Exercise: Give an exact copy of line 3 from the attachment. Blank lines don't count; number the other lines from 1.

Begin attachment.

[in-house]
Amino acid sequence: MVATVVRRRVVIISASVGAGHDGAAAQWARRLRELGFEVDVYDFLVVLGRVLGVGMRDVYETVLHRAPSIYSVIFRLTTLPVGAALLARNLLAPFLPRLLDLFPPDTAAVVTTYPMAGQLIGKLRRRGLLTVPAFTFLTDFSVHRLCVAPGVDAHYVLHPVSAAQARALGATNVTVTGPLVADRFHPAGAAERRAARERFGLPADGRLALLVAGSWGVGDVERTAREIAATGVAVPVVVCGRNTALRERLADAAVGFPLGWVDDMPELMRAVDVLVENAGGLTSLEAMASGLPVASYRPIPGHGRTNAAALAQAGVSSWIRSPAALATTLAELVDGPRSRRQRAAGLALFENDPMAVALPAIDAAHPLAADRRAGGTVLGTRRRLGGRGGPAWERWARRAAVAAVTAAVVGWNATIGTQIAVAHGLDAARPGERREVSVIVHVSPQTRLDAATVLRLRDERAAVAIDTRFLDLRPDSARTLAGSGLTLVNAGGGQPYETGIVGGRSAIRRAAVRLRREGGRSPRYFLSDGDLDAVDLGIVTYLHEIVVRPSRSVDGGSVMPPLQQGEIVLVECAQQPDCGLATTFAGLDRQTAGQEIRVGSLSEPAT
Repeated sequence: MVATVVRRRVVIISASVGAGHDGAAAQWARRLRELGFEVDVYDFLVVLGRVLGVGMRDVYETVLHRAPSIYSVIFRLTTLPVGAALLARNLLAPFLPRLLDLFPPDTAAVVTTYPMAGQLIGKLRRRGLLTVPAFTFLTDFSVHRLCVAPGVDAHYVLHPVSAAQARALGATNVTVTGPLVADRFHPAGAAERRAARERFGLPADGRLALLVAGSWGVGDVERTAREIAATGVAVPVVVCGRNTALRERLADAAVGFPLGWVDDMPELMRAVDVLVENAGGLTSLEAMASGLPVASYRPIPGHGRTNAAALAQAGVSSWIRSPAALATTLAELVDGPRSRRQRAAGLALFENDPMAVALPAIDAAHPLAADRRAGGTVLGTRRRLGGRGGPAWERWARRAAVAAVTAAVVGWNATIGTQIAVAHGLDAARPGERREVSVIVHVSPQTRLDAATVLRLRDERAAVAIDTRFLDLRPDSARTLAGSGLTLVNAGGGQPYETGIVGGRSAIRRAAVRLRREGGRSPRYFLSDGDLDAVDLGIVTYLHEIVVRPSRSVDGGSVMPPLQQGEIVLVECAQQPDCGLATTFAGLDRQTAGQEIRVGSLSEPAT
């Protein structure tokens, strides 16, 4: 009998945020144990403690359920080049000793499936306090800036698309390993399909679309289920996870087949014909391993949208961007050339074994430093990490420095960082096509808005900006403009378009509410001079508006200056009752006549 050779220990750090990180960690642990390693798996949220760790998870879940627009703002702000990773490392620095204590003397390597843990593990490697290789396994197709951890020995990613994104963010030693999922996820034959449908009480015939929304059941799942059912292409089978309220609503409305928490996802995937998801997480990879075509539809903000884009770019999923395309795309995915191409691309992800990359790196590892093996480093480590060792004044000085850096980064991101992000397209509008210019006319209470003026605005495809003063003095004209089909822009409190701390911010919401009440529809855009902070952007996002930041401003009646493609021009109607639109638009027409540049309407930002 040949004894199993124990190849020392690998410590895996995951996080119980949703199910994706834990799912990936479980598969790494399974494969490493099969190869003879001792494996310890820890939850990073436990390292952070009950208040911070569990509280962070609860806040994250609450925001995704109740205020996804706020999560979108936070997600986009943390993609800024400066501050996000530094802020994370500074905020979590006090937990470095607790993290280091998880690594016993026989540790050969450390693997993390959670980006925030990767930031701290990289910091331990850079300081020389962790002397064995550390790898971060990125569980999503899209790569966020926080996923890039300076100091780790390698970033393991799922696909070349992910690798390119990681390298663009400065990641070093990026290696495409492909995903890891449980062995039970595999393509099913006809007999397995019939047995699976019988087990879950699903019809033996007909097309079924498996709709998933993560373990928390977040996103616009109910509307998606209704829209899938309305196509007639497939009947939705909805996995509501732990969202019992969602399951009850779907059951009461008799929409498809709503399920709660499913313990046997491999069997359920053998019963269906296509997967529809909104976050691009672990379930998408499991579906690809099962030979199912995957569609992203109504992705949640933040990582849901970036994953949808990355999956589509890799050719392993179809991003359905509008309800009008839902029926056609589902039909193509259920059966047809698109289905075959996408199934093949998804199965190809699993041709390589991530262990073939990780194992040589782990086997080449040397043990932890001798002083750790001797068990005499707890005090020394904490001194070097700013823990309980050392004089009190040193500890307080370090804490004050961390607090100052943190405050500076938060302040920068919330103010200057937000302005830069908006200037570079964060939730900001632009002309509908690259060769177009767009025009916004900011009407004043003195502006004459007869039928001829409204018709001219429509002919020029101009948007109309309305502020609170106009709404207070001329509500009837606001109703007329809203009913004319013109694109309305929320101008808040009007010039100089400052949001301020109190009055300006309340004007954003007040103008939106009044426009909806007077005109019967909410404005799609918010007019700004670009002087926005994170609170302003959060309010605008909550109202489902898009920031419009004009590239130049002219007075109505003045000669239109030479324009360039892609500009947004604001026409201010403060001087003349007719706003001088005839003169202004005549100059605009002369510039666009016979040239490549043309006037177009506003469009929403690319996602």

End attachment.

Repeated sequence: MVATVVRRRVVIISASVGAGHDGAAAQWARRLRELGFEVDVYDFLVVLGRVLGVGMRDVYETVLHRAPSIYSVIFRLTTLPVGAALLARNLLAPFLPRLLDLFPPDTAAVVTTYPMAGQLIGKLRRRGLLTVPAFTFLTDFSVHRLCVAPGVDAHYVLHPVSAAQARALGATNVTVTGPLVADRFHPAGAAERRAARERFGLPADGRLALLVAGSWGVGDVERTAREIAATGVAVPVVVCGRNTALRERLADAAVGFPLGWVDDMPELMRAVDVLVENAGGLTSLEAMASGLPVASYRPIPGHGRTNAAALAQAGVSSWIRSPAALATTLAELVDGPRSRRQRAAGLALFENDPMAVALPAIDAAHPLAADRRAGGTVLGTRRRLGGRGGPAWERWARRAAVAAVTAAVVGWNATIGTQIAVAHGLDAARPGERREVSVIVHVSPQTRLDAATVLRLRDERAAVAIDTRFLDLRPDSARTLAGSGLTLVNAGGGQPYETGIVGGRSAIRRAAVRLRREGGRSPRYFLSDGDLDAVDLGIVTYLHEIVVRPSRSVDGGSVMPPLQQGEIVLVECAQQPDCGLATTFAGLDRQTAGQEIRVGSLSEPAT